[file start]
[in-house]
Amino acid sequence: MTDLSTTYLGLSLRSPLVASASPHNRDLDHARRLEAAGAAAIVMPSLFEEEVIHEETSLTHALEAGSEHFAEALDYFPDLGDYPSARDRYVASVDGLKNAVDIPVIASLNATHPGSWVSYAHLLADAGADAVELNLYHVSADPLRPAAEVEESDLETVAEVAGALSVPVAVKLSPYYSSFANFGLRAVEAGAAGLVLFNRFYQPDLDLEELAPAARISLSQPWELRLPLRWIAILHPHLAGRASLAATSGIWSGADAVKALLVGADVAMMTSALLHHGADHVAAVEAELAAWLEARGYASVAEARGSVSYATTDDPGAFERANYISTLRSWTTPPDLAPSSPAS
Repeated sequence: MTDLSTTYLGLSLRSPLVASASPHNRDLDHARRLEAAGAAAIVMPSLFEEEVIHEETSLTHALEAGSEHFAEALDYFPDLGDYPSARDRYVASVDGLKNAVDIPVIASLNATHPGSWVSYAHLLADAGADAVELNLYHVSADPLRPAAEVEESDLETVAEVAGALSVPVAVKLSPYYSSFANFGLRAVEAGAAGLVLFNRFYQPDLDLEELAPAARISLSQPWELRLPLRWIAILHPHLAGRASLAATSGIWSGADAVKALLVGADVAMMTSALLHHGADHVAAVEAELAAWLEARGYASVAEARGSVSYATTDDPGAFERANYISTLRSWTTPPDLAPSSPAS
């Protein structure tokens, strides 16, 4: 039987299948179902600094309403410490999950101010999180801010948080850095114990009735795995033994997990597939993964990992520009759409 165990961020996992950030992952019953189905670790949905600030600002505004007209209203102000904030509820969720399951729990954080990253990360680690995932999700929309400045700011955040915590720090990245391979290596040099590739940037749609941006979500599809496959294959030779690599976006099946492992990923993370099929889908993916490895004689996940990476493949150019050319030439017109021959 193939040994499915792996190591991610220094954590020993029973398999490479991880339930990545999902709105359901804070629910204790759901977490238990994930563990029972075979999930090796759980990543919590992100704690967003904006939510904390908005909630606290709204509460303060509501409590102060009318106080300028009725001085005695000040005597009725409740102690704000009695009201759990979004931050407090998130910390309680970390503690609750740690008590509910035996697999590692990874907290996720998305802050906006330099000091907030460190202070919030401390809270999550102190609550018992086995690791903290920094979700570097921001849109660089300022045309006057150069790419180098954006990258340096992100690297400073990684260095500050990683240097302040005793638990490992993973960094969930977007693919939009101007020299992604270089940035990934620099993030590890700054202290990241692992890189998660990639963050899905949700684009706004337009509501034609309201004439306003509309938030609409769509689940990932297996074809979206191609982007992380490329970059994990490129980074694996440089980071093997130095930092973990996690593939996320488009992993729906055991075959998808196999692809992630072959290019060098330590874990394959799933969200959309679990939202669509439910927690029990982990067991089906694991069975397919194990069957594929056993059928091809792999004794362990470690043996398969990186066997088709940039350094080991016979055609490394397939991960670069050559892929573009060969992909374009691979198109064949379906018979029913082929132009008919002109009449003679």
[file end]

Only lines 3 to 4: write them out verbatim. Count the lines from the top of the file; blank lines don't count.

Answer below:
Repeated sequence: MTDLSTTYLGLSLRSPLVASASPHNRDLDHARRLEAAGAAAIVMPSLFEEEVIHEETSLTHALEAGSEHFAEALDYFPDLGDYPSARDRYVASVDGLKNAVDIPVIASLNATHPGSWVSYAHLLADAGADAVELNLYHVSADPLRPAAEVEESDLETVAEVAGALSVPVAVKLSPYYSSFANFGLRAVEAGAAGLVLFNRFYQPDLDLEELAPAARISLSQPWELRLPLRWIAILHPHLAGRASLAATSGIWSGADAVKALLVGADVAMMTSALLHHGADHVAAVEAELAAWLEARGYASVAEARGSVSYATTDDPGAFERANYISTLRSWTTPPDLAPSSPAS
């Protein structure tokens, strides 16, 4: 039987299948179902600094309403410490999950101010999180801010948080850095114990009735795995033994997990597939993964990992520009759409 165990961020996992950030992952019953189905670790949905600030600002505004007209209203102000904030509820969720399951729990954080990253990360680690995932999700929309400045700011955040915590720090990245391979290596040099590739940037749609941006979500599809496959294959030779690599976006099946492992990923993370099929889908993916490895004689996940990476493949150019050319030439017109021959 193939040994499915792996190591991610220094954590020993029973398999490479991880339930990545999902709105359901804070629910204790759901977490238990994930563990029972075979999930090796759980990543919590992100704690967003904006939510904390908005909630606290709204509460303060509501409590102060009318106080300028009725001085005695000040005597009725409740102690704000009695009201759990979004931050407090998130910390309680970390503690609750740690008590509910035996697999590692990874907290996720998305802050906006330099000091907030460190202070919030401390809270999550102190609550018992086995690791903290920094979700570097921001849109660089300022045309006057150069790419180098954006990258340096992100690297400073990684260095500050990683240097302040005793638990490992993973960094969930977007693919939009101007020299992604270089940035990934620099993030590890700054202290990241692992890189998660990639963050899905949700684009706004337009509501034609309201004439306003509309938030609409769509689940990932297996074809979206191609982007992380490329970059994990490129980074694996440089980071093997130095930092973990996690593939996320488009992993729906055991075959998808196999692809992630072959290019060098330590874990394959799933969200959309679990939202669509439910927690029990982990067991089906694991069975397919194990069957594929056993059928091809792999004794362990470690043996398969990186066997088709940039350094080991016979055609490394397939991960670069050559892929573009060969992909374009691979198109064949379906018979029913082929132009008919002109009449003679």